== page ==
A singer comes of age
Dhananjaya Hegde, known as a gifted child artiste, is launching his post-college music career with an album. The tape, he hopes, will convince music lovers of his abilities as a mature vocalist.
Dhananjaya Hegde: a talent to watch
DHANANJAYA HEGDE is 24, and has just completed his M.Com. He is looking for a regular job: he feels making a career out of music is difficult. Most well-known vocalists in Bangalore, he says, have had a government or bank job, and quit only when they were sure they had a name big enough to be able to survive without a monthly salary. All these years, Dhanajaya was known as a talented child singer. He hopes his new album Sushravya will tell music lovers about his abilities as a mature vocalist.
Dhananjaya is Pandit Vinayak Torvi's student. He has been learning from him since 1990. Before that, his mother Geeta Hegde was his guru. Dhananjaya comes from a family steeped in Yakshagana. He hails from the same family as Keremane Shivarama Hegde, one of the greatest names in that operatic art.
"As a boy he was fond of Yakshagana, and he would identify the sounds around him - like the sound of a temple bell or a car horn - by their swaras," says G.S. Hegde, Dhananjaya's father. So they decided they would groom him in Hindustani music.
Although Uttara Kannada is home to Yakshagana, the music of which is based in Carnatic music, the district is almost entirely tuned to Hindustani music. "There were virtually no Carnatic classical musicians in Honnavara, where we lived," says Hegde. And then they moved to Gokarna, where Geeta learnt music formally from Kamalakar Bhat. After coming to Bangalore she became a disciple of Torvi.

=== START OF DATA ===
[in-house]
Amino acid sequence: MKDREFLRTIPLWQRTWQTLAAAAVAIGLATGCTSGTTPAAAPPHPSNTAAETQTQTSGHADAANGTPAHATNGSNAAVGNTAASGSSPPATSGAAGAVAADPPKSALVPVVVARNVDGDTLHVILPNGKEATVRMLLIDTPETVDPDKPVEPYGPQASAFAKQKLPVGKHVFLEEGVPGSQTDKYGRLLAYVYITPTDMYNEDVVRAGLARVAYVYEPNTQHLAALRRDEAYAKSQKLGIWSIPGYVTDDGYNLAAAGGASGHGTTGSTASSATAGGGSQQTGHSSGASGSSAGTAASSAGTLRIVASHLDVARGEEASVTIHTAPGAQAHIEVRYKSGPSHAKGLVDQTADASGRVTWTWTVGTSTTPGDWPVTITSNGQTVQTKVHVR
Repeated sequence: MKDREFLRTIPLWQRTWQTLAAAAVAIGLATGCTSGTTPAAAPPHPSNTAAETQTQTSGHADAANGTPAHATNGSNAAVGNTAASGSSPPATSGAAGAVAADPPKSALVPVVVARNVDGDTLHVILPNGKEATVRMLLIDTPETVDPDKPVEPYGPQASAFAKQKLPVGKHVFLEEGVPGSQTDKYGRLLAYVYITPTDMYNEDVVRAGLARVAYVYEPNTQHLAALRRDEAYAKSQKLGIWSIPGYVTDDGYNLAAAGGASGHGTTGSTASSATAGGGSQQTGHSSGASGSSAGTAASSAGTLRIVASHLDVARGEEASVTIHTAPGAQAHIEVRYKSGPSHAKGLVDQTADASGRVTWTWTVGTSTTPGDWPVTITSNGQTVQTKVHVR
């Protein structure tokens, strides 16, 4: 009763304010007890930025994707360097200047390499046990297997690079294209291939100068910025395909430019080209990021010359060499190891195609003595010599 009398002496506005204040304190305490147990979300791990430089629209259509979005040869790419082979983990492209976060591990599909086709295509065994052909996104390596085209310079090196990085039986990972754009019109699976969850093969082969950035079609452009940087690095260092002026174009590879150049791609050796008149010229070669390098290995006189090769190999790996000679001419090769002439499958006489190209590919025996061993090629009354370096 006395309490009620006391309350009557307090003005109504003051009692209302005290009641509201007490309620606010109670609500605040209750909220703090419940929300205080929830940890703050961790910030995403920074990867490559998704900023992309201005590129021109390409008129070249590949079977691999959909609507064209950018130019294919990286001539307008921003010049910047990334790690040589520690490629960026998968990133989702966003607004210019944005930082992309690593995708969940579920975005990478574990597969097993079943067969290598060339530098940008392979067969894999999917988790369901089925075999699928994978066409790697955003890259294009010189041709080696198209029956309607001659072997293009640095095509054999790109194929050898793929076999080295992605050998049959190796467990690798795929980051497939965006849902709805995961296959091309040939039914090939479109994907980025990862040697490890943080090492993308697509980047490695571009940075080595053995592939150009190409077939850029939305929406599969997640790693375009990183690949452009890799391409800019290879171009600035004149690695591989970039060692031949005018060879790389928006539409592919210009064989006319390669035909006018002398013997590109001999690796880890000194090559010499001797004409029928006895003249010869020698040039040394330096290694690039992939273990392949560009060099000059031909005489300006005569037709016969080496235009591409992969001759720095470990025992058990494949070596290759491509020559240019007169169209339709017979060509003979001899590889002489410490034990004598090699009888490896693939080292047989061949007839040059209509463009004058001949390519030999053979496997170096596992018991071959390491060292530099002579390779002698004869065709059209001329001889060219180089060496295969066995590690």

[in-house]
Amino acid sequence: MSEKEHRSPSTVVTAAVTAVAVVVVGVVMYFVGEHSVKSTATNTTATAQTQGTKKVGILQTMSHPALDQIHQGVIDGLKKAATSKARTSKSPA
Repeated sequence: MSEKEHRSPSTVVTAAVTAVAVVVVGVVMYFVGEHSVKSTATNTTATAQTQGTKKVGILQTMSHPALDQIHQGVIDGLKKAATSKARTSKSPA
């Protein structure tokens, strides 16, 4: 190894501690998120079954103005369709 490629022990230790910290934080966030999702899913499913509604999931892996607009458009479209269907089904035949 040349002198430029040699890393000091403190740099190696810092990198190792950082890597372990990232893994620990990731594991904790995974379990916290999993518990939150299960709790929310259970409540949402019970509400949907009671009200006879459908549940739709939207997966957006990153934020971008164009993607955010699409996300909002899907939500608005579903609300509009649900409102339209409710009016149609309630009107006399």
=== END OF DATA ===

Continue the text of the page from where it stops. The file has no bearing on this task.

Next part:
Dhananjaya gave his first concert when he was nine. In recent years, he has been a regular performer at the City's youth festivals. This is his second album. The first album was released by Sagar Music. Lahari has taken up his second, Sushravya. That, incidentally, is also the name of the Hegde house. The new album features ragas Bhoop, Abhogi, and Bahar. He is accompanied by Vyasamurti Katti on the harmonium and Gurumurthy Vaidya on the tabla.
In 1972, G.S. Hegde was all set to be a Yakshagana artiste when he got a job in Karnataka Bank. That job took him to various places, including in Haveri and Dharwad. When he was transferred to Bangalore in 1989, he was wondering how he could find a guru. Dr Gangubai Hangal suggested that he take Dhananjaya to Torvi, and that's how the boy met his guru. For seven years, after he started learning under Torvi, Dhananjaya stopped performing. After those grooming years, he got his guru's stamp of approval, and started giving concerts. He recently returned from a tour of the United States, on which he accompanied his guru and also gave some solo performances. He has also toured Nepal and Bangladesh with Torvi, and given solo performances in Thailand.
"My idols are Pandit Bhimsen Joshi and Pandit Ulhas Kashalkar," says Dhananjaya. He has met the two vocalists on a couple of occasions, and is awed by their simplicity.
Dhananjaya is definitely a singer to watch.
(Writer Go.Ru. Channabasappa releases Sushravya on Feburary 2, at Bharatiya Vidya Bhavan, at 10 a.m.. Tulsiram Velu will be the chief guest, and Vinayak Torvi will preside. The release will be followed by a vocal concert by Pandit Ganapathi Bhat Hasanagi, accompanied by Vyasamurti Katti on the harmonium and Rajendra Nakhod on the tabla.)
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